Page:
My father worked at what was called “a convict camp” when I was a child.
And one of the things I recall the most is seeing the state inmates picking up litter along the highways.
At that age (7 or 8), it helped drive home a point made by my parents in the home and by my teachers at school – do not litter.
Maybe educators and parents have dropped the ball on those instructions over the years. No doubt, they have many, many more important things to be concerned about as times have drastically changed since the 1960s.
But it’s my hope that we can all play a part in teaching our children not to litter.
Like pretty much everything else when it comes to learning, this needs to start at a young age.
Just this past weekend, I saw where someone had tossed a fast-food bag out on Chulahoma Avenue and the wind had taken its contents (empty hamburger and fries containers, napkins, etc.) into a nearby yard.
Why do it? What goes through someone’s mind when they toss such things out a car window? I really have no explanation.
This month, the City of Holly Springs has coordinated its Team Up To Clean Up Campaign. And it has been successful. I know of several groups and individuals who have pitched in to help. It continues a few more days, through March 31.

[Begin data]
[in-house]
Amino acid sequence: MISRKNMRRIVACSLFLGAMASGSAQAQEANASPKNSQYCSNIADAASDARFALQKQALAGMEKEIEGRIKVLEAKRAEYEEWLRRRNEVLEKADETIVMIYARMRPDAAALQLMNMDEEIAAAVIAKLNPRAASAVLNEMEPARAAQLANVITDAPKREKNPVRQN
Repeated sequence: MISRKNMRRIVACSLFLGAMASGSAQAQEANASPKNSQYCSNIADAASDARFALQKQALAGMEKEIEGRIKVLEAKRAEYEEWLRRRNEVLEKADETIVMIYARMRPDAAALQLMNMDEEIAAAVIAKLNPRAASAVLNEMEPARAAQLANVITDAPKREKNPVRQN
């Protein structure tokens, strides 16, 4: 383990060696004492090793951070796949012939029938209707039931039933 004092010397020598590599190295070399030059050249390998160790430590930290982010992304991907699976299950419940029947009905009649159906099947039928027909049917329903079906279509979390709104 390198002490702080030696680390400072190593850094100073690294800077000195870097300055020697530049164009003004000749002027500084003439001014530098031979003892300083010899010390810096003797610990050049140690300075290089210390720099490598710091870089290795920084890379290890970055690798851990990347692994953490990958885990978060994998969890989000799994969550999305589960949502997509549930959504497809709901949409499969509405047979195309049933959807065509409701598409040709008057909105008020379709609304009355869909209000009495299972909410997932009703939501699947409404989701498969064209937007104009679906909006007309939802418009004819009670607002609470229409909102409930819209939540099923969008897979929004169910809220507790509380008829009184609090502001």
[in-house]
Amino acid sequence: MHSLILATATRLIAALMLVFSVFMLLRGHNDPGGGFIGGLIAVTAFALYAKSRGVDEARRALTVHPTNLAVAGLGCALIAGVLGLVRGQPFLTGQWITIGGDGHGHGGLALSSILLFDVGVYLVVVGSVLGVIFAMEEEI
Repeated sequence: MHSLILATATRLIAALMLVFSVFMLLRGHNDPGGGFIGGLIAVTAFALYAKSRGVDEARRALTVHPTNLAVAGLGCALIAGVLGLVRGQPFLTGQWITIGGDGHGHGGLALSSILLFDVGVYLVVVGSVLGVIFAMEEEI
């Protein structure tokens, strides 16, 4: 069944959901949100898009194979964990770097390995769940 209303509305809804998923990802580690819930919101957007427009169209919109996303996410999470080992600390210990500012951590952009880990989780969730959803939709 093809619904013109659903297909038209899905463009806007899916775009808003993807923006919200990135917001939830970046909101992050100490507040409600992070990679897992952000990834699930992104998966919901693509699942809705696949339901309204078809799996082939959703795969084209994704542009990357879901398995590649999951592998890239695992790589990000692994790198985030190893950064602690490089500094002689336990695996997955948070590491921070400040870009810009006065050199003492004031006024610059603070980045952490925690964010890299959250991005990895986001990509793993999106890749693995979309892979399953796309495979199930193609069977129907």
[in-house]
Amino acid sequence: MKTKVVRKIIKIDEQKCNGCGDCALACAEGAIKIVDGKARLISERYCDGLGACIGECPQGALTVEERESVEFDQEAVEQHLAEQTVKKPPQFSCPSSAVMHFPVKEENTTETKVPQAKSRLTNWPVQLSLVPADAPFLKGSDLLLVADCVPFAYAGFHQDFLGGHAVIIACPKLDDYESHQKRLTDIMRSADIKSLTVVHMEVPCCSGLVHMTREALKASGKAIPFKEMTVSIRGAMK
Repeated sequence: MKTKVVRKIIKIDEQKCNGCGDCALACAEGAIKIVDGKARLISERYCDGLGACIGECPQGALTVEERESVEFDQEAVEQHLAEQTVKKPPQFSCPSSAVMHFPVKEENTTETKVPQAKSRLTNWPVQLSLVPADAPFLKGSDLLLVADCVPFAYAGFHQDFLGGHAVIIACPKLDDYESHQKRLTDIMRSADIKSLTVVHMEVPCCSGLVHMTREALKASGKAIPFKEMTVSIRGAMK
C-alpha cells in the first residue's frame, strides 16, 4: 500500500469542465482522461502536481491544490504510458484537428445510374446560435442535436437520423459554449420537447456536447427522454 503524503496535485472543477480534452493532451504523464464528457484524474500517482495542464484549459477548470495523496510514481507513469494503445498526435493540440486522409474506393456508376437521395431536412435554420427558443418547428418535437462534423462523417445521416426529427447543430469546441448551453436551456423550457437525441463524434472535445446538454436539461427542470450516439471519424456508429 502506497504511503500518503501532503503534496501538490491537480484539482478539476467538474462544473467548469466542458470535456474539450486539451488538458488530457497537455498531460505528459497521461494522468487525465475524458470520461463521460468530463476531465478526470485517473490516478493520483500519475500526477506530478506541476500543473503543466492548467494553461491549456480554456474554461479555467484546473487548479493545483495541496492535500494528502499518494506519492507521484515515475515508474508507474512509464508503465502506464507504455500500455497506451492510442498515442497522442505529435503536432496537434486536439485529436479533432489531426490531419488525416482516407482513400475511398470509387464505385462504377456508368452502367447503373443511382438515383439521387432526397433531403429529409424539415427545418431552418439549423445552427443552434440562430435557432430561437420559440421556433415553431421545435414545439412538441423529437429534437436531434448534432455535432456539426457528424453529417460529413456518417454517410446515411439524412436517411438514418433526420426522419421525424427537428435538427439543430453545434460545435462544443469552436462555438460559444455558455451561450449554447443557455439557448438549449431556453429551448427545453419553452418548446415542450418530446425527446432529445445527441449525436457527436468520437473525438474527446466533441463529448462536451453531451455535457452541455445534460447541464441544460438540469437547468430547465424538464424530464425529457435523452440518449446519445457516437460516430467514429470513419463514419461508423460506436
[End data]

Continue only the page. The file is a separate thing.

There are four dumpster locations – at Van Dorn and Alderson, at West College and Isom, at Hudsonville and West Street, and beside the tire shop in front of Holly Inn on Martin Luther King Drive.
Note: Household garbage and hazardous wastes are not to be placed in the dumpsters.
I believe the Marshall County Board of Supervisors will soon start the annual Spring Clean-Up in the county, also with dumpsters at various locations.
A headline in a recent edition of both The SouthReporter and Pigeon Roost News read, “Roadside cleanup efforts gain momentum.”
It seems more and more church groups, civic groups, community volunteers are getting involved.
The article focuses a lot on a group of neighbors on Cayce Road who adopted it for roadside cleanup.
Deputy sheriff Kenneth Jones, a leader in the county cleanup efforts, believes there are enough communityminded people who will work together to pick up the trash other people throw out. He believes when the community sets an example, those who trash the county roads will stop throwing trash, bottles, and food wrappers out the window of their vehicles.
I like it, and here’s hoping even more folks across Marshall County get on the bandwagon.
“Together, with groups like Kenneth and his neighbors, we can make a big difference in the appearance of our roads,” Sheriff Kenny Dickerson said.
The sheriff also offered some hope that state inmates can once again be permitted to pick up trash, saying the Mississippi Department of Corrections has lifted some restrictions.
Litter is a huge negative.
Cleanliness along our roadsides leaves a good impression and boosts tourism, economic development and more.